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Sabah ends its days as being BN’s ‘fixed deposit’ state

KUALA LUMPUR — One of the biggest surprises or shock—depending on who you are talking to—in the May 9 general election was how Sabah voted.

A general view of Kota Kinabalu, the capital of Malaysia's state of Sabah, during sunset. The then state opposition led by Parti Warisan Sabah and Pakatan Harapan parties overtook Barisan Nasional in the race for popular votes, ending Sabah’s image as BN’s fixed deposit state.

A general view of Kota Kinabalu, the capital of Malaysia's state of Sabah, during sunset. The then state opposition led by Parti Warisan Sabah and Pakatan Harapan parties overtook Barisan Nasional in the race for popular votes, ending Sabah’s image as BN’s fixed deposit state.

KUALA LUMPUR — One of the biggest surprises or shock—depending on who you are talking to—in the May 9 general election was how Sabah voted.

Malay Mail’s calculations show Barisan Nasional (BN) lost the popular vote in the contest for parliamentary seats by only winning 39.80 per cent of the 843,101 valid votes cast there, against the 49.51 per cent won by the combination of Parti Warisan Sabah (Warisan) and the now-ruling Pakatan Harapan (PH) coalition.

If BN’s Tuaran MP Datuk Seri Wilfred Madius Tangau’s post-elections switch-over to PH and State Reform Party's (Star) alignment with BN is taken into account, BN’s vote share will be 39.67 per cent and the PH-Warisan vote share will be 52.18 per cent.

The 14th general election results, however, show a continued decline for BN from past elections. Back in Election 2008, BN had won 61.2 per cent of the popular vote against Parti Keadilan Rakyat (PKR) and Democratic Action Party’s (DAP) 32.9 per cent.

BN had managed to retain the popular vote in Election 2013 but at a reduced share of 54.8 per cent, against the then PKR-DAP-PAS combo of 36 per cent.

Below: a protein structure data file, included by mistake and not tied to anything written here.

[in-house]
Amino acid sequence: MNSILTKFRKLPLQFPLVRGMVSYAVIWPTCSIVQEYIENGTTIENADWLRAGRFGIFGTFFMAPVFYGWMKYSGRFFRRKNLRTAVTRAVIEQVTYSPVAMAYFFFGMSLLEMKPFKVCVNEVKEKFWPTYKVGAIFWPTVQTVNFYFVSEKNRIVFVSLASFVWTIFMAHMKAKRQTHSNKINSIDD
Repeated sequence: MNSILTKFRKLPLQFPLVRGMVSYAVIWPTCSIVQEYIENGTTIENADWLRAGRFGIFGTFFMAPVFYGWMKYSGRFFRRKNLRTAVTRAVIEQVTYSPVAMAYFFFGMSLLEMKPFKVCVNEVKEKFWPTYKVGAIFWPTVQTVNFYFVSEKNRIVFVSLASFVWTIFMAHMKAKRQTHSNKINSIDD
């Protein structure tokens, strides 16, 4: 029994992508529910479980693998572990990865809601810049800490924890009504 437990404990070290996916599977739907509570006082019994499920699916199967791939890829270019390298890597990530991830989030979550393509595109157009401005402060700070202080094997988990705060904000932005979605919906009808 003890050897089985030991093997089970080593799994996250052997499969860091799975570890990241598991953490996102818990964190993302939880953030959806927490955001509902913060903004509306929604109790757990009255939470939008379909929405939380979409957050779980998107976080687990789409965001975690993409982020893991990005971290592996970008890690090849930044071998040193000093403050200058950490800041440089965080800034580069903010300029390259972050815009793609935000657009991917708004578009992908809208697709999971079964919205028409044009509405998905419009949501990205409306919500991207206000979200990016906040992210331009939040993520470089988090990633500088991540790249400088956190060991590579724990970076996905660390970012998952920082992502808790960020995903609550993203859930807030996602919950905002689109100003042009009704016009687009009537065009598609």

Beyond losing the popular vote in Sabah, BN took in only 40 per cent or 10 of the 25 federal seats, while the then Opposition of PH-Warisan made massive inroads by winning 56 per cent or 14 seats. Star won the remaining seat.

This will be the Opposition’s (now ruling coalition) best performance since 1990 or in almost 30 years.

BN had always won the majority of federal seats in Sabah in past general elections since Malaysia was formed, except for one single occasion in 1990 when the United Sabah Party (PBS) won 14 against the BN’s win of six seats out of the 20 parliamentary seats available then.

That meant PBS, as the opposition, won 70 per cent of the seats while BN took the remaining 30 per cent in 1990. This was practically unimaginable, with subsequent polls seeing BN make a clean sweep and ceding only one to three seats each time to others.

But that happened only due to PBS’s pulling out of the ruling BN coalition just a few days before voting day in 1990 to join the federal Opposition. As that occurred after Nomination Day, BN could not nominate its own candidates against the by-then Opposition party.

BN’s poor showing in the Sabah GE14 parliamentary seat contest also coincides with the coalition losing federal power for the first time, as it failed to achieve the simple majority of 112 federal seats unlike PH and Warisan.

For an idea of how important Sabah is to BN, the coalition won only 79 parliamentary seats nationwide in GE14 with 10 seats or 12.66 per cent contributed by Sabah, 19 seats in Sarawak and only 50 seats in peninsular Malaysia.

Sabah and Sarawak together contribute 29 seats or 36.71 per cent, just above one-third of BN’s seats.

In fact, BN would not have retained federal power in both Election 2008 and Election 2013 without seats won in Sabah and Sarawak. Both states combined contributed a total of 38.57 per cent and 35.34 per cent of BN’s nationwide seat haul of 140 and 133 during the two elections in 2008 and 2013.

In both 2008 and 2013, BN won only 86 seats in peninsular Malaysia — 26 seats short of the 112 simple majority requirement.

Both Sabah and Sarawak could continue to play the role of “kingmaker” as PH in peninsular Malaysia won 97 seats in GE14 — 15 seats shy for a simple majority.